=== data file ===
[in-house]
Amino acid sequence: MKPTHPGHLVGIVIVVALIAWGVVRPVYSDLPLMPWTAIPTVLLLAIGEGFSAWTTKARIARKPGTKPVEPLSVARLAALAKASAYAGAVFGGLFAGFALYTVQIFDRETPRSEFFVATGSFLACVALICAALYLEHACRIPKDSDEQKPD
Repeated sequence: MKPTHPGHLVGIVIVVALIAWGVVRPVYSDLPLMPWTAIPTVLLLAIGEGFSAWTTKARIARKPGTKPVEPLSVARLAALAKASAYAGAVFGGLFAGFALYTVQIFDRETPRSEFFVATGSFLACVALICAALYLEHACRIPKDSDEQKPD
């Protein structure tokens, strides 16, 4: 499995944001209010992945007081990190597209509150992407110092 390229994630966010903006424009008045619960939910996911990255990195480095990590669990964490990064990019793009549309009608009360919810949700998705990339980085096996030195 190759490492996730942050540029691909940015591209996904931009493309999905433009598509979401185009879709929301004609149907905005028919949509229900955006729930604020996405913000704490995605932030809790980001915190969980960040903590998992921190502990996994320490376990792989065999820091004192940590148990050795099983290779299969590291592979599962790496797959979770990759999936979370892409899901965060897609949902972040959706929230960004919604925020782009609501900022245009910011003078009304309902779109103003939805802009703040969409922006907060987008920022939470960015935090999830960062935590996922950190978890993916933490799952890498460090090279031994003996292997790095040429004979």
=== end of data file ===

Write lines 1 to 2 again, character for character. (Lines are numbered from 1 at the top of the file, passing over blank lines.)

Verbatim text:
[in-house]
Amino acid sequence: MKPTHPGHLVGIVIVVALIAWGVVRPVYSDLPLMPWTAIPTVLLLAIGEGFSAWTTKARIARKPGTKPVEPLSVARLAALAKASAYAGAVFGGLFAGFALYTVQIFDRETPRSEFFVATGSFLACVALICAALYLEHACRIPKDSDEQKPD